Development of a Universal Influenza Vaccine Against Influenza A and B Viruses Influenza virus causes widespread mortality and morbidity every year. In addition, the threat of an influenza pandemic continues to persist. For current seasonal licensed vaccines to be effective the influenza strain in the formulation should match that which is circulating in the human population. Unfortunately, making a prediction of the influenza strains that are likely to circulate in the human population in the future is not very reliable. As a result, an error in this prediction can make the vaccine ineffective. This unreliability of the vaccine exists because the vaccine is based on one of the most abundant membrane proteins called hemagglutinin found on the influenza virus surface. Because hemagglutinin changes from one strain to the next, a proper match between circulating influenza strains and that in the vaccine is important. Furthermore, because the identity of a future pandemic strain cannot be predicted, it is hard to develop a vaccine for pandemic influenza based on hemagglutinin's head region as an antigen. To overcome the limitation of the current vaccine design we propose to use highly conserved antigens to formulate an influenza vaccine. One of these conserved antigens is from the ion channel membrane protein called matrix 2 (M2). The domain of M2 exposed on the surface of the virus is called M2e, and it has remained highly conserved in human influenza A strains. By attaching consensus human M2e on the gold nanoparticle surface we have shown breadth of protection against H1N1 and H3N2 influenza A strains, and even the highly pathogenic avian influenza strain H5N1. The vaccine was however only partially protective against the highly pathogenic avian influenza A H7N9 strain. The reason is that M2e on avian and swine influenza strains shows some dissimilarity from M2e of human influenza strains. Therefore, we propose that inclusion of M2e of human, avian and swine influenza strains as the vaccine antigen will increase the breadth of protection. The second conserved antigen is an epitope from the neuraminidase membrane protein of the influenza virus. This epitope is conserved across influenza A and B strains. We hypothesize that inclusion of both M2e and the conserved neuraminidase epitope will help to design a universal influenza vaccine protective against a broad range of strains.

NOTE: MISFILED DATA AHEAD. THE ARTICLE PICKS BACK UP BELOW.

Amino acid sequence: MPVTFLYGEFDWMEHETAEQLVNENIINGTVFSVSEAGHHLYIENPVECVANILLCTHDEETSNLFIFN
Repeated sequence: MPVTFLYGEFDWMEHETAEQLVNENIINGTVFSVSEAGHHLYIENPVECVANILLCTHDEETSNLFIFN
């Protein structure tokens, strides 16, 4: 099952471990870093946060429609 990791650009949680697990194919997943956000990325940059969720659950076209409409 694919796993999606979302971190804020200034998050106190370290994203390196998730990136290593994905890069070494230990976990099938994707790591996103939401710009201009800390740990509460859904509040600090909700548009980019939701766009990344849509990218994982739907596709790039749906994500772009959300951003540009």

Our specific aims are:
AIM 1 : Develop the multi-antigen vaccine formulation, and establish its breadth and longevity of protection in Balb/c mice.
AIM 2 : Characterize the role of humoral and cellular immunity in the mechanism of protection, and assess biodistribution and safety profile of the vaccine.
AIM 3 : Establish vaccine efficacy in ferrets, and evaluate vaccine thermal stability. The influenza vaccine designed through this research is expected to have a broad and significant impact on public health. If successful, the vaccine will offer broad protection against both influenza A and B strains, eliminating the need for seasonal vaccines, and significantly reducing the threat of pandemic outbreaks due to influenza virus.

Public Health Relevance

This project focuses on the development of a universal influenza vaccine that can enable protection against all influenza A and B strains, thus eliminating the need for yearly vaccinations against influenza, and the threat of influenza pandemics. Successful completion of the project may in the long run reduce much morbidity, especially amongst elderly and children.

National Institute of Health (NIH)
National Institute of Allergy and Infectious Diseases (NIAID)
Research Project (R01)
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Gene and Drug Delivery Systems Study Section (GDD)
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Gordon, Jennifer L
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Texas Tech University
Engineering (All Types)
Biomed Engr/Col Engr/Engr Sta
United States
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